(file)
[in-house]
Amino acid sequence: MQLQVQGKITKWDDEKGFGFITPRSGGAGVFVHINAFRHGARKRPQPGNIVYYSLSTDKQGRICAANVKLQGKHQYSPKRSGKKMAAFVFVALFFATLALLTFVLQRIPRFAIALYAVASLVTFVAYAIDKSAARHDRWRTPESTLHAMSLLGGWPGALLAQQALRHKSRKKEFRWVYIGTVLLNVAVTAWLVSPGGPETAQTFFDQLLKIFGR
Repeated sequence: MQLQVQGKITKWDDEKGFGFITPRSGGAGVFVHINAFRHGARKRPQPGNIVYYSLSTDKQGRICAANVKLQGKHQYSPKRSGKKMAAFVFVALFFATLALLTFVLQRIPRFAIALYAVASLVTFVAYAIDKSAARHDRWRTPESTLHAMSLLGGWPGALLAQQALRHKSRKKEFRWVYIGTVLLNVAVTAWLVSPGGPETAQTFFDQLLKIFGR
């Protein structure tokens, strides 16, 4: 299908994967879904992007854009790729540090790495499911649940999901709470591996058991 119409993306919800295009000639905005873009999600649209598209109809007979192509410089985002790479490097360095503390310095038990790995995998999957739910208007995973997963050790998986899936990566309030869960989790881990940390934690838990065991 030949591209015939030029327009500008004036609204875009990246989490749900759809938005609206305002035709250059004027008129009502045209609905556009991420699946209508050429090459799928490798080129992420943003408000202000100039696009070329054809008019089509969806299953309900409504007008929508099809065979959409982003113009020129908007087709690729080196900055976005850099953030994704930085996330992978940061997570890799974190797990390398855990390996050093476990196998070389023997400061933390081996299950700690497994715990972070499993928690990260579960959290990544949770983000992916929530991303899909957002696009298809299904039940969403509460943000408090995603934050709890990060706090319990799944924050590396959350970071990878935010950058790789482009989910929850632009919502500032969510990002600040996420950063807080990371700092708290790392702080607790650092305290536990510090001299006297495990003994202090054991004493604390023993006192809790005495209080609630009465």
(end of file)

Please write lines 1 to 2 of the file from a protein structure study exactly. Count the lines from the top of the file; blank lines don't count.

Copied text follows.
[in-house]
Amino acid sequence: MQLQVQGKITKWDDEKGFGFITPRSGGAGVFVHINAFRHGARKRPQPGNIVYYSLSTDKQGRICAANVKLQGKHQYSPKRSGKKMAAFVFVALFFATLALLTFVLQRIPRFAIALYAVASLVTFVAYAIDKSAARHDRWRTPESTLHAMSLLGGWPGALLAQQALRHKSRKKEFRWVYIGTVLLNVAVTAWLVSPGGPETAQTFFDQLLKIFGR